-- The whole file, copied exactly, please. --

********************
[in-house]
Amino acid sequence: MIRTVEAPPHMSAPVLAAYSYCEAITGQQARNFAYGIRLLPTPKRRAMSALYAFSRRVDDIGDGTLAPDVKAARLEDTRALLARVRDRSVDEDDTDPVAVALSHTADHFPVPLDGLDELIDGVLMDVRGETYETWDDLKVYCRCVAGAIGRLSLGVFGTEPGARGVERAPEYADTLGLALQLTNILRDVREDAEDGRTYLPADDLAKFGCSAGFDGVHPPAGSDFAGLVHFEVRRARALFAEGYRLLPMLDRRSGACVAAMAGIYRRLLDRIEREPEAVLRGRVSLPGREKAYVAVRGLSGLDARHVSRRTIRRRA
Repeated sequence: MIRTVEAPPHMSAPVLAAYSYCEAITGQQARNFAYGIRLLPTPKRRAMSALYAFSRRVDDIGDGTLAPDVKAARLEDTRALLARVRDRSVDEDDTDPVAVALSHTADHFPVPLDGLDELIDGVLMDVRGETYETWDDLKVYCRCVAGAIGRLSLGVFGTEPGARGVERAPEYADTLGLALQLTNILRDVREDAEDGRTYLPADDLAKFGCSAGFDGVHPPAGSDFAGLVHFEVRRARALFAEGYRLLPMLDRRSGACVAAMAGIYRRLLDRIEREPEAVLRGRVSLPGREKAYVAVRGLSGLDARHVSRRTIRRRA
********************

[in-house]
Amino acid sequence: MIRTVEAPPHMSAPVLAAYSYCEAITGQQARNFAYGIRLLPTPKRRAMSALYAFSRRVDDIGDGTLAPDVKAARLEDTRALLARVRDRSVDEDDTDPVAVALSHTADHFPVPLDGLDELIDGVLMDVRGETYETWDDLKVYCRCVAGAIGRLSLGVFGTEPGARGVERAPEYADTLGLALQLTNILRDVREDAEDGRTYLPADDLAKFGCSAGFDGVHPPAGSDFAGLVHFEVRRARALFAEGYRLLPMLDRRSGACVAAMAGIYRRLLDRIEREPEAVLRGRVSLPGREKAYVAVRGLSGLDARHVSRRTIRRRA
Repeated sequence: MIRTVEAPPHMSAPVLAAYSYCEAITGQQARNFAYGIRLLPTPKRRAMSALYAFSRRVDDIGDGTLAPDVKAARLEDTRALLARVRDRSVDEDDTDPVAVALSHTADHFPVPLDGLDELIDGVLMDVRGETYETWDDLKVYCRCVAGAIGRLSLGVFGTEPGARGVERAPEYADTLGLALQLTNILRDVREDAEDGRTYLPADDLAKFGCSAGFDGVHPPAGSDFAGLVHFEVRRARALFAEGYRLLPMLDRRSGACVAAMAGIYRRLLDRIEREPEAVLRGRVSLPGREKAYVAVRGLSGLDARHVSRRTIRRRA